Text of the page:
Wintering with Henry

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(Host) Commentator Willem Lange recalls the year he and his family spent the winter in a little cabin in the woods, like Henry David Thoreau – but not quite.

“I went to the woods because I wished to live deliberately, to front only the essential facts of life, and see if I could not learn what it had to teach, and not, when I came to die, discover that I had not lived.”

(Lange) Henry David Thoreau wrote that 150 years ago. Like thousands of other students, I read it and decided that was for me. But once, where two roads diverged in a wood, I took the one more traveled by. And ever since, Henry and I haven’t had much to say to each other. I mistrust people who express principles to explain why they do what they feel like. Henry never does anything without wrapping it in a blanket of principle.

In 1985 our family went broke and lost everything. We decided that, while I built us a new house, we would live like Henry. Our apologia read like this:

We went to the woods because we wished to live rent-free, to front all the usual facts of life, and see if our daughter could not learn, in spite of no running water at home, what the school had to teach; and not, when we moved into a house, discover we weren’t married anymore.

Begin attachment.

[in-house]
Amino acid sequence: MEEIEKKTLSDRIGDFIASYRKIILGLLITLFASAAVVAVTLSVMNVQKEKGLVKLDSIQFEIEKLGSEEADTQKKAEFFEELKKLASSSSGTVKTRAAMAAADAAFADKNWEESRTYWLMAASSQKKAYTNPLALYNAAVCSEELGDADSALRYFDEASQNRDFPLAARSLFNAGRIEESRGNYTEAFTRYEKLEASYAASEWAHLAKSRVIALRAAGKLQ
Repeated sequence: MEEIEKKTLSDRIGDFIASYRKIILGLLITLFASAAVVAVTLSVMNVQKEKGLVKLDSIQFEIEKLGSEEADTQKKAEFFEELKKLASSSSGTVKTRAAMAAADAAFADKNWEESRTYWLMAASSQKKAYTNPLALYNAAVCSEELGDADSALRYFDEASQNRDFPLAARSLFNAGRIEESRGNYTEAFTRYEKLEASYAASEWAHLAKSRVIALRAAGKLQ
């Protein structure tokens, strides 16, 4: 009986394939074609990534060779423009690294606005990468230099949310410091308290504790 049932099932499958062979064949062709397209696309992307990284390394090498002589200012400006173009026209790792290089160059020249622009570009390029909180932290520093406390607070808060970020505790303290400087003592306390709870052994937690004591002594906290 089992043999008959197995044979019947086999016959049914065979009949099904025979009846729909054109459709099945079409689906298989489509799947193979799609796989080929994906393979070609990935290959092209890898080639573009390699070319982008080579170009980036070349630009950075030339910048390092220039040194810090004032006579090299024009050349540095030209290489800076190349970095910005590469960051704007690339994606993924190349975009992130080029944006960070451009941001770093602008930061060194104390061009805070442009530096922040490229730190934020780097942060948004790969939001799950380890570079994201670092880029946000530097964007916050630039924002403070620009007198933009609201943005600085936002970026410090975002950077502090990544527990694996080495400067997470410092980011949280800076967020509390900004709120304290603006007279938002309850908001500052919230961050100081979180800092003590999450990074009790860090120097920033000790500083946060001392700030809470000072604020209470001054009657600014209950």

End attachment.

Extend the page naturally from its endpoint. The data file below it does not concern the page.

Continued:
Henry lived alone in a 10′ by 15′ cabin. He had no job, no car to start on cold mornings, or any of the other blessings of life. And he had nobody but himself to worry about. If that’s “fronting the essential facts of life,” I’ll eat my hat.

Our family’s cabin was 12′ by 20′. Divided by three of us, that’s 887 cubic feet apiece, half what he enjoyed. Henry lists his expenses and implies he was self-sufficient, but he took his laundry to his mother’s place, where he also cadged free meals. We had to carry on “normal” lives in town, so we used running water and other facilities wherever we could find them.

“The winds which passed over my dwelling,” Henry rhapsodizes, “were such as sweep over the ridges of mountains, bearing the…celestial parts only, of terrestrial music.” The winds passing over our dwelling moaned like wolves around the corners of the cabin on winter nights.

Our closeness to outside elements was dramatic. The darkness of December was not ten feet away; it was at our elbows. The point between interior warmth and January’s cold was at night only an inch away, where the warmth of our bodies on the mattress held the cold below at bay.

Emotions too, were much closer to the surface. Depression and enthusiasm resulted from events that once we wouldn’t have noticed.

Very slowly, it ended – mud season, migrating geese, and finally the wildflowers. Like people who’d been through a war together, we were very close, yet already beginning to forget. During the winter, I had erected the shell of a house next to the cabin, and on May 4 we had hot running water! Eat your heart out, Henry!

This is Willem Lange up in Etna, New Hampshire, and I gotta get back to work.

Willem Lange is a contractor, writer and storyteller who lives in Etna, New Hampshire.

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